Wednesday, September 16th, 2009

Javascript has three primitive types: number, string and boolean. You can quickly coerce values between the primitive types using some simple expressions.

There are a few different coersion expressions, depending on how you want to handle some of the corner cases.  I’ve automatically generated a list below:

Conversion: To Number To Number To Number To String To Boolean To Boolean
Expression: +x (+x)||0 +(x||0) “”+x !!x !!+x
null 0 0 0 “null” false false
(void 0) NaN 0 0 “undefined” false false
NaN NaN 0 0 “NaN” false false
Infinity Infinity Infinity Infinity “Infinity” true true
-Infinity -Infinity -Infinity -Infinity “-Infinity” true true
0 0 0 0 “0” false false
“0” 0 0 0 “0” true false
1 1 1 1 “1” true true
“1” 1 1 1 “1” true true
2 2 2 2 “2” true true
“2” 2 2 2 “2” true true
[] 0 0 0 “” true false
({}) NaN 0 NaN “[object Object]” true false
true 1 1 1 “true” true true
“true” NaN 0 NaN “true” true false
false 0 0 0 “false” false false
“false” NaN 0 NaN “false” true false
“” 0 0 0 “” false false
“null” NaN 0 NaN “null” true false

The above table was generated with this code (note: uses some Firefox-specific code).

<table id="results" style="border-collapse: collapse; border: 1px solid black;">
 <tr id="header">
 <tr id="header2">

function styleCell(cell) { = '1px solid black'; = '0.2em';
 return cell;

values = [
null, undefined, NaN, +Infinity, -Infinity, 0, "0", 1, "1", 2, "2",
   [], {}, true, "true", false, "false", "", "null"

coersions = [
["To Number", "+x"],
 ["To Number", "(+x)||0"],
 ["To Number", "+(x||0)"],
 ["To String", "\"\"+x"],
 ["To Boolean", "!!x"],
 ["To Boolean", "!!+x"]

var results = document.getElementById('results');
var trHeader = document.getElementById('header');
var trHeader2 = document.getElementById('header2');

for (var i = 0; i < coersions.length; i++) {
 var th = trHeader.appendChild(styleCell(document.createElement('th')));
 th.textContent = coersions[i][0]
 th = trHeader2.appendChild(styleCell(document.createElement('th')));
 th.textContent = coersions[i][1]

for (var i = 0; i < values.length; i++) {
 var tr = results.appendChild(document.createElement('tr'));
 var rowHeader = tr.appendChild(styleCell(document.createElement('th')));
 rowHeader.textContent = uneval(values[i]);

 for (var j = 0; j < coersions.length; j++) {
 var td = tr.appendChild(styleCell(document.createElement('td')));
 td.textContent = uneval(eval("(function(x) { return "+coersions[j][1]+"})")(values[i]));


More on video4all, HTML5 <video> everywhere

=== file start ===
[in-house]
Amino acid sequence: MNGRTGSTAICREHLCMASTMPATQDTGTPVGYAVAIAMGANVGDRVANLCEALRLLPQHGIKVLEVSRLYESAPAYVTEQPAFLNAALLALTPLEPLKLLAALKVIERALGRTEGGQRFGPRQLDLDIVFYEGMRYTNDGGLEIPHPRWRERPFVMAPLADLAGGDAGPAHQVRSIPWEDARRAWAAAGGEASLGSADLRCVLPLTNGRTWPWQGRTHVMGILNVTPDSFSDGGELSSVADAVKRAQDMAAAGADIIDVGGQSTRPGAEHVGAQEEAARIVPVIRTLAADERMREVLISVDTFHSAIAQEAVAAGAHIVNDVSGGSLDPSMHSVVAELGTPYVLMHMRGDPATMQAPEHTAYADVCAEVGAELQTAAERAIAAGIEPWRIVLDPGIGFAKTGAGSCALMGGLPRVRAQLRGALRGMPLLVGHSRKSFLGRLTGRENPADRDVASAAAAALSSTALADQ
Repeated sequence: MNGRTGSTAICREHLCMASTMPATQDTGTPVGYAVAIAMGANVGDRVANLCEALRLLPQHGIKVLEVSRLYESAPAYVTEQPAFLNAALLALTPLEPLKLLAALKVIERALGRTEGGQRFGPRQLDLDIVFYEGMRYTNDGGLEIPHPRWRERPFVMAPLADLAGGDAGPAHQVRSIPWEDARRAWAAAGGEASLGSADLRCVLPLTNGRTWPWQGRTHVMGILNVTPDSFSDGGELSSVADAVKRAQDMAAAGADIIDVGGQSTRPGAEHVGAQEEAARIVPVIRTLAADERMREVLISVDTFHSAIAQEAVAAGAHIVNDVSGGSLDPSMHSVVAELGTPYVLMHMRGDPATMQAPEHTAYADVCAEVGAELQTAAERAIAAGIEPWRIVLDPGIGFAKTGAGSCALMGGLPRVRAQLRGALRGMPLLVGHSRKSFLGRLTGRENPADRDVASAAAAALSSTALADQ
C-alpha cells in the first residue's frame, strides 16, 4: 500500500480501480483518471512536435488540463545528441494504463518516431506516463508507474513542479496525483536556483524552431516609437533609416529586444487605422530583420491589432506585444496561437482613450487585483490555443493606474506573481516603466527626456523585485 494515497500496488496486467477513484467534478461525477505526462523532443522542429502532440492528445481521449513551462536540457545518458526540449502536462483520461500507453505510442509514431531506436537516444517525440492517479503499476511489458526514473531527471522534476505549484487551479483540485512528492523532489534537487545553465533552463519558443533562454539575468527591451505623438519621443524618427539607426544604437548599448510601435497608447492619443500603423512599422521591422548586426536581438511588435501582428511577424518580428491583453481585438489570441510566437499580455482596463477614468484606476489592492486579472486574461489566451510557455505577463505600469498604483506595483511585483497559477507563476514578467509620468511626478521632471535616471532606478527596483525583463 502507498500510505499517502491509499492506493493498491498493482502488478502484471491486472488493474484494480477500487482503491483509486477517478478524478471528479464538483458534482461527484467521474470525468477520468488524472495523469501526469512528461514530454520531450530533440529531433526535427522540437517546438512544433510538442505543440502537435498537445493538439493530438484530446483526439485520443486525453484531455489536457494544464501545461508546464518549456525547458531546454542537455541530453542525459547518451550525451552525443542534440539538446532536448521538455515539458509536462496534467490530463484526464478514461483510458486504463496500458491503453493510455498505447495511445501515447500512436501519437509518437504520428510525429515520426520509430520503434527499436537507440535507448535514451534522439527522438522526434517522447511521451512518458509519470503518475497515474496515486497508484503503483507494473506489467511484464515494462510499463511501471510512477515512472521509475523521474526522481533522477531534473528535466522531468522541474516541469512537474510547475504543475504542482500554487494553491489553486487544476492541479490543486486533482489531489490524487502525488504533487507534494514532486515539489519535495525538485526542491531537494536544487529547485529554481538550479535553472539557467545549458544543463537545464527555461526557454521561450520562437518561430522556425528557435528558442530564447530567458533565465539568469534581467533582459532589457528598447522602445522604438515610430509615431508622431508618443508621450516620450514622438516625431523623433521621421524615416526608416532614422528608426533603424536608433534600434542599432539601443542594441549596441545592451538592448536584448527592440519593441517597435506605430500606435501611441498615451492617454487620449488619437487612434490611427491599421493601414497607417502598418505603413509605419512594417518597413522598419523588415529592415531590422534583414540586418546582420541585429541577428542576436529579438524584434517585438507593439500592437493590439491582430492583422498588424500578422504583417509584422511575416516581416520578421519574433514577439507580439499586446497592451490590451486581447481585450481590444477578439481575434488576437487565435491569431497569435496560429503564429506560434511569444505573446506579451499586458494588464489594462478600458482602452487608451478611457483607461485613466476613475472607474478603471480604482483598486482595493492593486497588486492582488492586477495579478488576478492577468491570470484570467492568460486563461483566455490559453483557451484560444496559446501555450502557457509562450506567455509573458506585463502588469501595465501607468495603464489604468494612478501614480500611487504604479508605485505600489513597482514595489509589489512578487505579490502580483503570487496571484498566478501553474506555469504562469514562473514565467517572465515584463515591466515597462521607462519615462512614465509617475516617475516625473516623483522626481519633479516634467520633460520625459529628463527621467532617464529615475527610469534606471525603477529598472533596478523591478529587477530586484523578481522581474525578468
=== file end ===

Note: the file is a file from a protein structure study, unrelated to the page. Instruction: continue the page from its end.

Tuesday, July 7th, 2009

If you’re not familiar with video4all, let me start off with a quick intro: It allows you to use the standards-compliant HTML5 <video> tag on any browser, freeing you from the complexity of configuring markup for multiple video formats.

I’ve been tweaking the video4all source a bit since last night’s late release to fix some issues with other browsers and clean up some of the code. Adding support for browsers without binding languages was pretty simple – a setInterval runs and checks for new video elements every few seconds, converting them to flash embeds as needed. It’s not ideal (DOM mutation events would be great here), but it does a decent enough job.

One problem that I’ve run up against is that Safari 4 under windows will actually eat your <video> element’s <source> tags if QuickTime isn’t installed!  They are no longer available in the document once eaten by the parser. In fact, there’s no way that I can find to recover these elements.  I’ve been trying to report a bug to Apple, but their bugreporter fails with a mysterious error every time I try to log in with my ADC credentials. I might consider adding a hack property to the video element to support this ultra-minority browser (-x-safari-win-mp4-src?), but I’ll keep researching ways to rescue the missing tags first.

So, what’s next for video4all? First of all, I’d like to remove the hard-coded FlowPlayer control bar that the player uses. It affects the aspect ratio of the video, making it difficult to size these things properly. Secondly, I’d like to start work on binding the rich video JS interface to the flash control behind the scenes. Even making the simple methods to start and stop the video available would be a big help!

Anyways, if you haven’t seen the demo before, check it out:

If you are interested in helping make this project better, visit us at the video4all project site and join the discussion. I’d love to hear some feedback about potential methods to fix Safari 4’s broken parser, even if they are glorious hacks!

HTML5 <video> support for older browsers

Tuesday, July 7th, 2009

I’ve been working on a small project to bring support for the HTML5 <video> tag to older browsers, hoping to encourage use of this tag.  The idea is to use Flash’s video/mp4 support as a “downlevel” emulator for the video tag.

It uses an HTC binding in IE and an XBL binding in Mozilla to create a flash video in place of the video tag itself. The flash video support is provided by the excellent FlowPlayer, which supports playing mp4 videos out-of-the-box.

Right now, video4all only supports videos that are statically added to your page. I hope to add support for dynamic addition of videos soon. The videos must be encoded in both video/mp4 and video/ogg formats to properly support Firefox, Safari and the Flash fallbacks. You’ll need to ensure that your video sources are properly tagged with the correct MIME types so that the script can pick them up.

The currently released browsers (that I know of) that support <video> are:

  • Firefox 3.5
  • Safari 4
  • iPhone 3.0

This project extends support for <video> to:

  • IE6+
  • Firefox 3.0
  • Safari 2-3
  • Opera (9.x)

For more info, visit the project page.

Here’s a demo (hosted in an iframe):